An staggering 89 percent decline in the amount of funds received as Green Tax has been recorded.
Statistics published by the Finance Ministry show MVR 7.9 million was deposited into the Green Fund during May this year. MVR 77.6 million was deposited during the same period last year.
According to the report, no funds were received as Green Tax from six atolls; being Shaviyani, Meem, Thaa, Laam and Gaaf Dhaal atolls. The largest amount was received from Kaafu atoll, the atoll which has the large number of resorts and guesthouses. While MVR 3 million was received from the capital atoll, MVR 1.4 million was received from Baa atoll. Gaaf Alif atoll contributed MVR 609,085.44.
After Male’ atoll, the second largest amounts in Green Tax were paid by facilities in Vaavu atoll from among the guesthouses. While MVR 29,019.18 was paid by guest houses in the atoll, the largest amounts from among resorts were paid by resorts in the capital atoll. MVR 3 million was paid by the resorts in Kaafu atoll.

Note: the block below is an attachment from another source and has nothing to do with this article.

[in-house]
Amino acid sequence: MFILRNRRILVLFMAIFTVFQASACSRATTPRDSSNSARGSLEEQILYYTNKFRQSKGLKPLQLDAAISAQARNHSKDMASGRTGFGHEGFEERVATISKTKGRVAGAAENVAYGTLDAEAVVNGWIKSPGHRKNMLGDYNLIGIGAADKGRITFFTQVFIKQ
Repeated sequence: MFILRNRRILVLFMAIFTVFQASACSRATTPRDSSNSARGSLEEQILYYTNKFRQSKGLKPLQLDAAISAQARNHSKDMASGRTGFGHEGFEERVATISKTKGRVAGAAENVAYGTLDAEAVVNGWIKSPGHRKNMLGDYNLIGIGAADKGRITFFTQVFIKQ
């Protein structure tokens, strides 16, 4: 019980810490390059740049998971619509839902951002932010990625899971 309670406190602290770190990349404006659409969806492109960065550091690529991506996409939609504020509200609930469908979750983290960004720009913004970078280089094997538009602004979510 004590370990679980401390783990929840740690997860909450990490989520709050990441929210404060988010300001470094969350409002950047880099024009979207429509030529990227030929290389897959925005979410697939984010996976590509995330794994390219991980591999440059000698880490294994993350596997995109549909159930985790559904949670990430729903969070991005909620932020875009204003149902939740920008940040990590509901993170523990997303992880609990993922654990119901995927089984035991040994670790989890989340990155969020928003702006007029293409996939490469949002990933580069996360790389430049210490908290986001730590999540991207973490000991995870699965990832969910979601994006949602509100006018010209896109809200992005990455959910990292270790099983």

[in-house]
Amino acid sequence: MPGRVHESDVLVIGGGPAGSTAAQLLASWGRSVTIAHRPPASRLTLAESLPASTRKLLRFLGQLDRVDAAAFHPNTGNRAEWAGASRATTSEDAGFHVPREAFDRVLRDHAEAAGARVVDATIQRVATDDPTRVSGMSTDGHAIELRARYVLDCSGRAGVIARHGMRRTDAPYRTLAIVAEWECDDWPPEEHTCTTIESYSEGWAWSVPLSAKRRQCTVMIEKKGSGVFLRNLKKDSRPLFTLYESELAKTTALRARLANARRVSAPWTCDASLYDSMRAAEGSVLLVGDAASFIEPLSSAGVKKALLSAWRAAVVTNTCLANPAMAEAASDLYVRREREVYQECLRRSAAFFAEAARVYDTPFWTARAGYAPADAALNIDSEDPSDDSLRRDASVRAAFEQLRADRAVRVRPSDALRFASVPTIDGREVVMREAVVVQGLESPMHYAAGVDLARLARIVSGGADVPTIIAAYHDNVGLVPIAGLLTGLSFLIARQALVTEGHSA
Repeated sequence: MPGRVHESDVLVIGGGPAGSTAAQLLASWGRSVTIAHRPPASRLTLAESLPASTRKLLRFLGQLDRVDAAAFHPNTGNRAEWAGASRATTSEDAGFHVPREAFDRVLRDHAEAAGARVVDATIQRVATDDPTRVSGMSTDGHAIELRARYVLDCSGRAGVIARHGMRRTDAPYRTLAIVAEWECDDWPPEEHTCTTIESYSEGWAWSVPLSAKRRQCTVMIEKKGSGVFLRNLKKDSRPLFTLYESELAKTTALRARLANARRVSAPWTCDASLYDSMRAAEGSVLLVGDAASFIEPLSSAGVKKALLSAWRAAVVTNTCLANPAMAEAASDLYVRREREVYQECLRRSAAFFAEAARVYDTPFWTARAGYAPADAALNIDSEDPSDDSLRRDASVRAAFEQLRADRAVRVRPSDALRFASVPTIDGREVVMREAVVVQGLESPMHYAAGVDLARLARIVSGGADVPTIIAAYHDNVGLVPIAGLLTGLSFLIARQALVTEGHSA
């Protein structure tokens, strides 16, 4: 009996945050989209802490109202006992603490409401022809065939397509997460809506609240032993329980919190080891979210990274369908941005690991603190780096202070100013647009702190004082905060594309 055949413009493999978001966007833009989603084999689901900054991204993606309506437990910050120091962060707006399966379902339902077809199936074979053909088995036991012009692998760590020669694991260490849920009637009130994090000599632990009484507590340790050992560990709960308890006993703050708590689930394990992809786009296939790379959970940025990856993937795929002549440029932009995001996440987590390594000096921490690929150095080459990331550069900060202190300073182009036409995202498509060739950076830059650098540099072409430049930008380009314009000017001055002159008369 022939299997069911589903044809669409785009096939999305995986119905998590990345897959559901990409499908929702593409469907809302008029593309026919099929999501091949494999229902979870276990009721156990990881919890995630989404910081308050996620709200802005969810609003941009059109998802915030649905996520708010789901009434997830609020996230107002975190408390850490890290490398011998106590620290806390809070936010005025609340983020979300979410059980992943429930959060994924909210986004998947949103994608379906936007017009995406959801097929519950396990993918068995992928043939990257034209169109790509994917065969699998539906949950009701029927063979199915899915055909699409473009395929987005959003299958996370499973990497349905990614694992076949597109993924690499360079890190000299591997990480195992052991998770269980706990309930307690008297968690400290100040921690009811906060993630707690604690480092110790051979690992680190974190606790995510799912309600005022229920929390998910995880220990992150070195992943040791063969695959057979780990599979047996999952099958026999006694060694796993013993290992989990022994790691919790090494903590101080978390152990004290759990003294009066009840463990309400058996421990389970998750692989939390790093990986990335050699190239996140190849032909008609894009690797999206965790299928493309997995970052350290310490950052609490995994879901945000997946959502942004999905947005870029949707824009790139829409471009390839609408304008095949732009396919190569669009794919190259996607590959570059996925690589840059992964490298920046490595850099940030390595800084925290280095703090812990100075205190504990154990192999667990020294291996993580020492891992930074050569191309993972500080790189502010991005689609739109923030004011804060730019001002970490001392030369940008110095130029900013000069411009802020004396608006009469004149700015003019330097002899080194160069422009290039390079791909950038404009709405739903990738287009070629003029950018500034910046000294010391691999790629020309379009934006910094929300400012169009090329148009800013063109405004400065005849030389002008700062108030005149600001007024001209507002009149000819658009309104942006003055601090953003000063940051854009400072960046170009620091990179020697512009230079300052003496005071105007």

Liveaboards and safaris contrbuted MVR 404,664.00, a significant decline compared to the MVR 2.3 million paid by the sector during the same period last year.
The total amount in the Green Fund was at MVR 995 million by the end of May. MVR 25.1 million was spent from the fund during May.
The government introduced the Green Tax during October 2016 to gather funds to tackle environmental issues in the Maldives. US$ 3 is charged as Green Tax per tourist at local guest houses and US$ 6 is charged per head at other tourism service providers. The "Green Fund" was established in January last year to solve environment-related issues in the Maldives.
The Maldives has been heavily affected by the COVID-19 pandemic due to which the number of tourists visiting the Maldives have dramatically declined. While the country's borders were closed for almost three months since March, the number of tourists visiting the country are expected to increase by November.